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Back in the day, if you wanted to drive a truck, you had to learn to drive a stick shift. Some classic models still have a manual transmission, so it’s a great skill to know. It also appears that it’s a dying skill.

Most trucks have ditched the stick in favor of automatic transmissions, which allow drivers to concentrate on other things. According to Jalopnik, the 2018 Ram 2500 will be the last full-sized truck with a manual transmission. For those who love driving big trucks with a stick shift, this is the last year you can buy one new. 

In the meantime, let’s check out the details behind a manual transmission, the pros and cons, and why automakers are opting to go automatic.

What is a manual transmission

If you don’t know much about transmissions, you aren’t alone. Many Americans allow their mechanics to take care of the details. It’s always useful to have at least a basic definition, however.

According to, “A manual transmission is one with a stick for shifting gears and a third pedal for operating a clutch.” You’ve probably seen it in sports cars or classic vehicles, even if you’ve never learned to drive a stick shift yourself.

Pros of manual transmission

AIS Auto Insurance had surprising reasons why manual transmission is perfect for some drivers, but let’s start with the obvious. While an automatic transmission does the work for you, a stick shift puts you in control. Need to stop in a hurry? A manual transmission will slow down faster than an automatic. 

Another great thing about a manual transmission is that it requires less maintenance. The Transmission Repair Report Guide states, “The average cost of transmission replacement ranges from $1800 to $3400.” That’s easily more than some consumers place as a down payment on a new vehicle.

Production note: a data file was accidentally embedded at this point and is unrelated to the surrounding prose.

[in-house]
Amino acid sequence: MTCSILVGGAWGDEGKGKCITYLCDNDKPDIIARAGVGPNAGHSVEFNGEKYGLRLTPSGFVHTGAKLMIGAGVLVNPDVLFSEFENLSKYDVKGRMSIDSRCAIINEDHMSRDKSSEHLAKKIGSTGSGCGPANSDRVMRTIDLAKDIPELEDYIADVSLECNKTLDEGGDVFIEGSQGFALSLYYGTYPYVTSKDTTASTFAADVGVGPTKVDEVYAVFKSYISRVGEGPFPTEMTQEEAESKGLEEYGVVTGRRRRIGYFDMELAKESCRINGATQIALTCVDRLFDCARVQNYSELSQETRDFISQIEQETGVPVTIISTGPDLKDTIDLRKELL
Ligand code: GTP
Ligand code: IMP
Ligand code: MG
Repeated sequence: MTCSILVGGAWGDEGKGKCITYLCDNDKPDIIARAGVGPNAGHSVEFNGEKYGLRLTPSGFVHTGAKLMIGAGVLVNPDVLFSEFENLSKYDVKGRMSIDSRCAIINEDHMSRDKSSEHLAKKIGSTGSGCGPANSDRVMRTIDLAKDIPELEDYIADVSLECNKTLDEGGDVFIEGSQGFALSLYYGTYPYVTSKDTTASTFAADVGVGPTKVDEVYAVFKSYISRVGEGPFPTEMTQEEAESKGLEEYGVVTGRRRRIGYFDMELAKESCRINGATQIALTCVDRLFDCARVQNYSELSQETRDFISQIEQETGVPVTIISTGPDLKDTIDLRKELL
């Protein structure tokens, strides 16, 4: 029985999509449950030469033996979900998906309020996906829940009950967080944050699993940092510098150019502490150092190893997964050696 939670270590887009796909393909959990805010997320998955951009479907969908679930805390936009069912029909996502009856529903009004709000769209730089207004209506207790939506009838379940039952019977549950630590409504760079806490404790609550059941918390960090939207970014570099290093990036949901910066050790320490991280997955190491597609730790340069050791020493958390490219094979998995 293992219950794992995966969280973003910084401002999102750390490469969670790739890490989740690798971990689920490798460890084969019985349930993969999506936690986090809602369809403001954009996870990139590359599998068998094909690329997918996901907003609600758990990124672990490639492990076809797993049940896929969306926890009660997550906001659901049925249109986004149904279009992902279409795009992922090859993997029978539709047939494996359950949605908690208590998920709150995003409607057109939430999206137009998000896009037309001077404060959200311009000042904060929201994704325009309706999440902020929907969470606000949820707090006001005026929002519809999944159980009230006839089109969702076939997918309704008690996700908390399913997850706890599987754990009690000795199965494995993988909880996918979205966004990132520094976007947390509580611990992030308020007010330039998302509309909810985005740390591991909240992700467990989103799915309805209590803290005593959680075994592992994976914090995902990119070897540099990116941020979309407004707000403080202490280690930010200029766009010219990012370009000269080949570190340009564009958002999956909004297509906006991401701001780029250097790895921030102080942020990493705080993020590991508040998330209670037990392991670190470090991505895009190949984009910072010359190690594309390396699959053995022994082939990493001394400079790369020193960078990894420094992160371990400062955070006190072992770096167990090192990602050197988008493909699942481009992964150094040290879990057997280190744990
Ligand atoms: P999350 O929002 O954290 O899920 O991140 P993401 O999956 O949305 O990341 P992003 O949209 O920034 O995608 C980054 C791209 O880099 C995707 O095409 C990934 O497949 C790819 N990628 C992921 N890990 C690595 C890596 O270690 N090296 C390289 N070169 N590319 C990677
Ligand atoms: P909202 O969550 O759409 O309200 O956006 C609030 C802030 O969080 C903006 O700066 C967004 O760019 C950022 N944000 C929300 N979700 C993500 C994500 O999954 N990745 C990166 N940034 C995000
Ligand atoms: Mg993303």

While the manual transmission may need to be replaced or repaired, on average it only costs $1,500 to $3,000, according to That’s not a significant amount less, but any amount can help. AIS Auto Insurance also reports that due to a lack of popularity, manual transmissions are stolen with less frequency than automatics.

Cons of manual transmission

According to Autolist, driving a manual can be mentally and physically exhausting. This is especially true if you didn’t grow up driving a stick shift. You have to take your hands off the steering wheel to adjust the clutch, know when to press multiple pedals, use muscles you would never use on an automatic, and you have to be more aware of what is going on around you.

Texting and driving is dangerous in any situation, but when you’re driving a stick shift, the danger is amplified. Another con is that due to a decreasing interest in manuals, as well as fewer drivers who are even trained to drive one, reselling your manual transmission may prove difficult. 

There will always be a few people out there who love driving stick shifts, but that number is decreasing at an alarming rate. If you plan on driving a stick shift for a few years before reselling for something more modern, you may find that no one is interested. 

Why trucking companies are backing away from manuals

Car and Driver reports that many drivers are turning to electric cars, which may play a key role in why manual transmissions are swiftly being retired. While this doesn’t necessarily impact the trucking industry, the fact that Tesla, Ford, and Rivian are in a race to begin producing electric trucks may be telling.

Motoring Research reports that the Ram 1500 doesn’t come equipped with a manual transmission, and Ram has no intentions of adding one. The fact that Ram has held out this long has been both surprising and gratifying to drivers who prefer a manual transmission, and it will be sorely missed. 

As unfortunate as it is, nothing lasts forever, and it appears that the days of the stick shift may be headed the same way as the steam engine.